RENEE MONTAGNE, HOST:
Jordan's response to the grisly death of its fighter pilot at the hands of ISIS was swift and severe. At dawn this morning, two inmates in a Jordanian prison were hanged - one, the woman who was wanted by ISIS in a prisoner exchange. Here's NPR's Alice Fordham.
ALICE FORDHAM, BYLINE: There's only one story on Jordan's State TV today. Montages of the pilot Muath al-Kaseasbeh play between segments of officials vowing solidarity with his family, swearing that ISIS is criminal and un-Islamic and that Jordan will have revenge. King Abdullah appeared in a traditional headdress.
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KING ABDULLAH: (Foreign language spoken).
FORDHAM: "Kaseasbeh is a hero, a martyr," he said. And he called for the country to stand together. Then, more morning news - two longtime prisoners were executed at dawn. Sajida al-Rishawi, a female would-be suicide bomber at the heart of a hostage negotiation with ISIS, and Ziyad al-Karbouli, said to be an al-Qaida associate convicted of killing a Jordanian. The Kaseasbeh family, which had been in the capital, Amman, while they waited for news, has gone to their village in the south. Many people are expected to pay their respects today in a gathering that could become a focal point for a swirling national debate. The capture of Kaseasbeh in December highlighted many Jordanians' deep ambivalence about the country's participation in the U.S.-led war against ISIS. The Kaseasbeh family told NPR last month they believe their son should not have been attacking fellow Muslims who had not struck Jordan.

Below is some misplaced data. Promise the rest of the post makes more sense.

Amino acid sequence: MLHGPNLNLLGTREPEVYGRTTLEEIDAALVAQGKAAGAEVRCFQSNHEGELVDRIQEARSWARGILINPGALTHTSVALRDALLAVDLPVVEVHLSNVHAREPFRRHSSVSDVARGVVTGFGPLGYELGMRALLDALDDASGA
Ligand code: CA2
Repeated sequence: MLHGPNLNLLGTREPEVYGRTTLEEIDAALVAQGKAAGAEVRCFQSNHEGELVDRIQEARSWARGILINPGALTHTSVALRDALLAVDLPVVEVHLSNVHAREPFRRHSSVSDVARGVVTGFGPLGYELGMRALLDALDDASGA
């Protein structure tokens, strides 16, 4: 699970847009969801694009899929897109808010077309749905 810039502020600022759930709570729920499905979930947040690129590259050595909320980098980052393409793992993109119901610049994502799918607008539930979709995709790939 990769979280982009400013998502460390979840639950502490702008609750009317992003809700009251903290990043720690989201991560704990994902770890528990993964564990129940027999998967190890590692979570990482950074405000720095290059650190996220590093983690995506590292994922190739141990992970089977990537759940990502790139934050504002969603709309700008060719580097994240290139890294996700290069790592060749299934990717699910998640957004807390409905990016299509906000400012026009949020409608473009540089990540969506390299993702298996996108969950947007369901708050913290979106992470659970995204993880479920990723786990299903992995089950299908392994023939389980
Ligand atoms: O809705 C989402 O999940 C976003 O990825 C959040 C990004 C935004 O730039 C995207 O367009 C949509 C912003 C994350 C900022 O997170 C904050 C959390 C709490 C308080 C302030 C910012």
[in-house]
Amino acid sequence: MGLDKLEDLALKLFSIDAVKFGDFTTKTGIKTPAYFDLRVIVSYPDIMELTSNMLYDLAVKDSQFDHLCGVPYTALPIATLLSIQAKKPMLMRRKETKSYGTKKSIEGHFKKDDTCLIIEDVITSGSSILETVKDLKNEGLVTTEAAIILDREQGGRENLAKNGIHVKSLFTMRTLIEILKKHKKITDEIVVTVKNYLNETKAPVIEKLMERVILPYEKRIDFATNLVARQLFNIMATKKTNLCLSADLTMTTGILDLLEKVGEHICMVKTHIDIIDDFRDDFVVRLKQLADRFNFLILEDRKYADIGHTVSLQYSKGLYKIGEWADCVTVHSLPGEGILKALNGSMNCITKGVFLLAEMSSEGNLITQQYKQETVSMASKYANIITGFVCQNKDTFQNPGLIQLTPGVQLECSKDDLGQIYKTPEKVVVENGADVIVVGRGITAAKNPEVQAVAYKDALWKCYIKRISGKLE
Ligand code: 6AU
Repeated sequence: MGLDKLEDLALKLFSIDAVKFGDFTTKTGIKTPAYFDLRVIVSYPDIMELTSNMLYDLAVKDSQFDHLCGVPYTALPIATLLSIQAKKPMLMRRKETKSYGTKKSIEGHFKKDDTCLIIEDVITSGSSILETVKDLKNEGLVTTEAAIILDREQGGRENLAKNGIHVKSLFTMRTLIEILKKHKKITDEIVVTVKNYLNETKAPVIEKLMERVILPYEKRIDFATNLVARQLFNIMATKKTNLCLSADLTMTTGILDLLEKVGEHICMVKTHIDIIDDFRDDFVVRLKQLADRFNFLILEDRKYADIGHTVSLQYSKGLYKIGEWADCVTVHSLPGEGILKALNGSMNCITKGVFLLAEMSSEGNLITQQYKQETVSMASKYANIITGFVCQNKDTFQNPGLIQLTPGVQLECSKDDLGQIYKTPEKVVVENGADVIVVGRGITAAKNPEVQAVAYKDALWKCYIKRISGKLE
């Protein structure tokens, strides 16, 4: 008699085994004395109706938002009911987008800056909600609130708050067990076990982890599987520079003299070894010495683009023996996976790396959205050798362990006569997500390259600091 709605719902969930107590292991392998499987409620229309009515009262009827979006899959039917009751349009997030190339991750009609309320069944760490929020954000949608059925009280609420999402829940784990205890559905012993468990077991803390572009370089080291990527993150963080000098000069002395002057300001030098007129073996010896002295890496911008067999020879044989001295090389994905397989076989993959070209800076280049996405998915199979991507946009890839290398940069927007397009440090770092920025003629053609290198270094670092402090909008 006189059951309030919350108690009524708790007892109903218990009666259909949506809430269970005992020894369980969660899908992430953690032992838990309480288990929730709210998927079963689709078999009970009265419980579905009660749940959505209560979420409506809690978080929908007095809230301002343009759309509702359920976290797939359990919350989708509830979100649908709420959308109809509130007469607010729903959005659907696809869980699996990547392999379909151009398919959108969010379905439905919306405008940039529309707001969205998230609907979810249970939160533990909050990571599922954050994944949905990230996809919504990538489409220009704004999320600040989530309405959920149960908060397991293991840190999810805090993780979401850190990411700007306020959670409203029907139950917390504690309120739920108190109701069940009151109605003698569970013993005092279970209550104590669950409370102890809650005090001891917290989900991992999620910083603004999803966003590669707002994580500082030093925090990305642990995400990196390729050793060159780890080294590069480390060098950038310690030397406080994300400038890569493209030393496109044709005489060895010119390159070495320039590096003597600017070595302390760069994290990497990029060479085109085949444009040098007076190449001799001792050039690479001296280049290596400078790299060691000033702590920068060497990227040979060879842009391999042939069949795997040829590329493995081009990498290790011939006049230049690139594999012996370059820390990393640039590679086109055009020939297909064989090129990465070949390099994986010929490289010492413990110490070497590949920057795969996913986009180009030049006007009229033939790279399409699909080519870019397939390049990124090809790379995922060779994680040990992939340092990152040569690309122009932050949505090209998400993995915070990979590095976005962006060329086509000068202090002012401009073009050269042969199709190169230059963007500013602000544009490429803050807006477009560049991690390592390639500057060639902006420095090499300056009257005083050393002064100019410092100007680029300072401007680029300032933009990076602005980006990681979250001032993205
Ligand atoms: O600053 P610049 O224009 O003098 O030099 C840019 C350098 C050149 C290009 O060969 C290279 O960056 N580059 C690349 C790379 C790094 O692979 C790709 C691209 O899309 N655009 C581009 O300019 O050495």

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UNIDENTIFIED CROWD: (Yelling in foreign language).
FORDHAM: Last night, crowds of people gathered in the capital. Some shouted that the king is a friend of America. They meant it as an insult. President Obama has worked to gain the support of Sunni leaders against the Sunni extremists of ISIS. But only four Arab countries joined the coalition. And The New York Times reports this morning that one of them, the United Arab Emirates, suspended its operations in December, after Kaseasbeh's capture. But public opinion in Jordan seems mixed. Some want revenge against ISIS. The pilot's death by immolation was exceptionally gruesome. Even a prominent, hard-line cleric known as Abu Sayyaf, reached by phone, condemned the group's actions. It's not whether killing him was right or wrong, he said; it's the way they did it. Alice Fordham, NPR News.
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